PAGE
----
On Sunday, Snap CEO Evan Spiegel sent employees an unusually personal note reflecting on the events of the past several weeks
. Many brands took the occasion of George Floyd’s murder at the hands of police, and the global protests that have followed, to signal their solidarity with the black community and their allies. But few CEOs took the step, as Spiegel did, of reflecting on his own privilege — and then calling for reparations for black folks. (He threw in a cogent analysis of the federal budget, too.)
Spiegel’s memo, which Snap later made public, also came as the big social companies were reckoning over what to do about President Donald Trump’s increasingly bellicose posts about voting by mail and peaceful protesters. Twitter moved to add labels to one set of tweets
and hid others behind a warning for “glorifying violence”; Facebook agonized
but ultimately decided to take no action, triggering a virtual walkout
of hundreds of employees earlier this week.
On Wednesday, Snap entered that fray, announcing that it would stop promoting Trump’s account in its Discover section. I wrote about it at The Verge
President Trump’s verified Snapchat account will no longer be promoted within the app after executives concluded that his tweets over the weekend promoted violence, the company said today. His account, RealDonaldTrump, will remain on the platform and continue to appear on search results. But he will no longer appear in the app’s Discover tab, which promotes news publishers, elected officials, celebrities, and influencers.
“We are not currently promoting the president’s content on Snapchat’s Discover platform,” the company said in a statement. “We will not amplify voices who incite racial violence and injustice by giving them free promotion on Discover. Racial violence and injustice have no place in our society and we stand together with all who seek peace, love, equality, and justice in America.”
The company told me it made the decision over the weekend after being taken aback by several of Trump tweets, notably one promising that protesters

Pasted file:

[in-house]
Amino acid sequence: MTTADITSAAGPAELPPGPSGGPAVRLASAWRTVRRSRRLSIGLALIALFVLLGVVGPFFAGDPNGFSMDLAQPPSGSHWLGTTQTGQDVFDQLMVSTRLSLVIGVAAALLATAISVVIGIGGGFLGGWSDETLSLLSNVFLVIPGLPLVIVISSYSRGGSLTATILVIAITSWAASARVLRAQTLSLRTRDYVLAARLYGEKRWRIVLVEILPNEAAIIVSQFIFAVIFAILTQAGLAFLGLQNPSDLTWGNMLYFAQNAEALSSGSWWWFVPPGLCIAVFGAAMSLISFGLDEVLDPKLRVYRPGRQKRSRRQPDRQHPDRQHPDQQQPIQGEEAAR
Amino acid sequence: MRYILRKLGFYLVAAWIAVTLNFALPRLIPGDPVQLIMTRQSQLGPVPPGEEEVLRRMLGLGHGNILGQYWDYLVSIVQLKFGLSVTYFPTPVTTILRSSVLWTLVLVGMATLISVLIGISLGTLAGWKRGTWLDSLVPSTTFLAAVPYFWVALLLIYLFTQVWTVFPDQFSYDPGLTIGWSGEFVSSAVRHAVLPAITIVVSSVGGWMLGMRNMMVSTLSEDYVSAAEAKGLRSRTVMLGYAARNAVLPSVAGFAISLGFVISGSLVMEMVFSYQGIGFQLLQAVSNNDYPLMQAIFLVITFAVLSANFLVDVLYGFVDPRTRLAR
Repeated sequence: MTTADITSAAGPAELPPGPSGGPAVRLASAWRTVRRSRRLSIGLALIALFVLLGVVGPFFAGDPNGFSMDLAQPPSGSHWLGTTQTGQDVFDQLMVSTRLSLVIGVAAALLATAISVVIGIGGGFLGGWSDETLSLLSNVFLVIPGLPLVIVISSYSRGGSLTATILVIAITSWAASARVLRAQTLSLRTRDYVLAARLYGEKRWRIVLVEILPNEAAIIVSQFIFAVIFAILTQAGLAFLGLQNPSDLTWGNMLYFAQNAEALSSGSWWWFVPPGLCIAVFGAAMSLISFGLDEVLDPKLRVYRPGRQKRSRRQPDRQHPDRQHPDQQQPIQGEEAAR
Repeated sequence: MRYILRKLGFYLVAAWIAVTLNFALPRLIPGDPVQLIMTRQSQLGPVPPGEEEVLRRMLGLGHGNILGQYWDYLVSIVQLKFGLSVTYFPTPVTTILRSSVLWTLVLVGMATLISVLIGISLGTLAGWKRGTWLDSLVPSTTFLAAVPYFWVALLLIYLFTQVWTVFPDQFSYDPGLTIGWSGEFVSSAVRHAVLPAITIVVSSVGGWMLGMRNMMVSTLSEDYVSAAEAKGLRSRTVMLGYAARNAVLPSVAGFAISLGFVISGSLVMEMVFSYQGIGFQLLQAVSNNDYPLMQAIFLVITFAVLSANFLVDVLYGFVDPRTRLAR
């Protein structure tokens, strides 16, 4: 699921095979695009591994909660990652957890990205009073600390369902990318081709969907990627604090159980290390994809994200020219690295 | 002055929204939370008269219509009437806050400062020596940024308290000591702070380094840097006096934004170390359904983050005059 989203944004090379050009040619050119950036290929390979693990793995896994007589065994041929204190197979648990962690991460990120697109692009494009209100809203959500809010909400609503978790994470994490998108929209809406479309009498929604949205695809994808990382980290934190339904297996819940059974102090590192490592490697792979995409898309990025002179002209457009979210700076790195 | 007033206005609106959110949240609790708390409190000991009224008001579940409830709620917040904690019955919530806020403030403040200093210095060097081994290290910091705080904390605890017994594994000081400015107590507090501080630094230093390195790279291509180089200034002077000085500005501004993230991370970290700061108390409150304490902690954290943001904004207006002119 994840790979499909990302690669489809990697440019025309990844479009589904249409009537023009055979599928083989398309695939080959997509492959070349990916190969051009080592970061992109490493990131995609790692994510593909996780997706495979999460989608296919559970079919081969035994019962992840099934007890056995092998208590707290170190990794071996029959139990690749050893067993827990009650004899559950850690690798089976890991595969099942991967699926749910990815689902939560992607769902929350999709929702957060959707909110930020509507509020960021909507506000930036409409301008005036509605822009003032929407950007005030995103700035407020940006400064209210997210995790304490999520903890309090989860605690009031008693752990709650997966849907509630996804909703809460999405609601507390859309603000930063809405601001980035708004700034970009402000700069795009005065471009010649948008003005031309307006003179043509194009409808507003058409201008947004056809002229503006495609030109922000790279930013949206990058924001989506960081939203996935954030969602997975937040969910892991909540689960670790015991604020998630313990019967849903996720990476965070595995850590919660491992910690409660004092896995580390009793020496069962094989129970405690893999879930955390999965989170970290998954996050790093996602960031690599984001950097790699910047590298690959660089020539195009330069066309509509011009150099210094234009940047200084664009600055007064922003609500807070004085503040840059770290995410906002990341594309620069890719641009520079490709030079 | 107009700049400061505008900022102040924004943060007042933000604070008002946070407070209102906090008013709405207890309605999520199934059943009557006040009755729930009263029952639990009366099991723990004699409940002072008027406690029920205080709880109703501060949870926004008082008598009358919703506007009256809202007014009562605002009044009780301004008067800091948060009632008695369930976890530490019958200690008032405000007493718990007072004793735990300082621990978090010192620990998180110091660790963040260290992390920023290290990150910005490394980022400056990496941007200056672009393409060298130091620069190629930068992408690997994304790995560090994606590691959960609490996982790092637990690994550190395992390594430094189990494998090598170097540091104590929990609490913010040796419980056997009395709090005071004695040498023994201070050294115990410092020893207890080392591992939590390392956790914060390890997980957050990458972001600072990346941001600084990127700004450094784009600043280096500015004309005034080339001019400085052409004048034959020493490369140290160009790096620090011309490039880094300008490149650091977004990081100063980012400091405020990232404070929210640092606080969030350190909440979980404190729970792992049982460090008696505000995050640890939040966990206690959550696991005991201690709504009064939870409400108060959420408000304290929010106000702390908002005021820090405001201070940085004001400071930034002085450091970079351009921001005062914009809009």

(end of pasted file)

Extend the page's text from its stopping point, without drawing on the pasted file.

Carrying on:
would be “greeted with the most vicious dogs and ominous weapons, I have ever seen.”
Spiegel didn’t comment on the decision, but his PR team pointed to this passage from his Sunday memo:
“As for Snapchat, we simply cannot promote accounts in America that are linked to people who incite racial violence, whether they do so on or off our platform. Our Discover content platform is a curated platform, where we decide what we promote. We have spoken time and again about working hard to make a positive impact, and we will walk the talk with the content we promote on Snapchat.”
One of the core issues this newsletter has explored over the past couple years is the difference between, in the technologist Aza Raskin’s memorable phrase, freedom of speech and freedom of reach. Questions about controversial posts often come down to a binary decision: take it down, or leave it up? In that system, everything really is a question of free speech. You either have access to the platform or you don’t.
Freedom of reach poses a different set of questions for platform policy teams and executives to think through. It asks in what ways a product can be exploited, wittingly or unwittingly, to recruit new followers for a person or an ideology — and whether the company feels comfortable with granting an account those privileges.
To be clear, Trump has long benefited from the fact that platforms have generally decided freedom-of-reach questions in his favor. Sometimes this has been a manual decision, as when Twitter kept Trump on its suggested user list despite his promotion of the racist Obama birther conspiracy theory
. And sometimes it’s algorithmic, as when Facebook sorts a Trump post about vicious dogs into your feed because it predicts that you are likely to engage with it.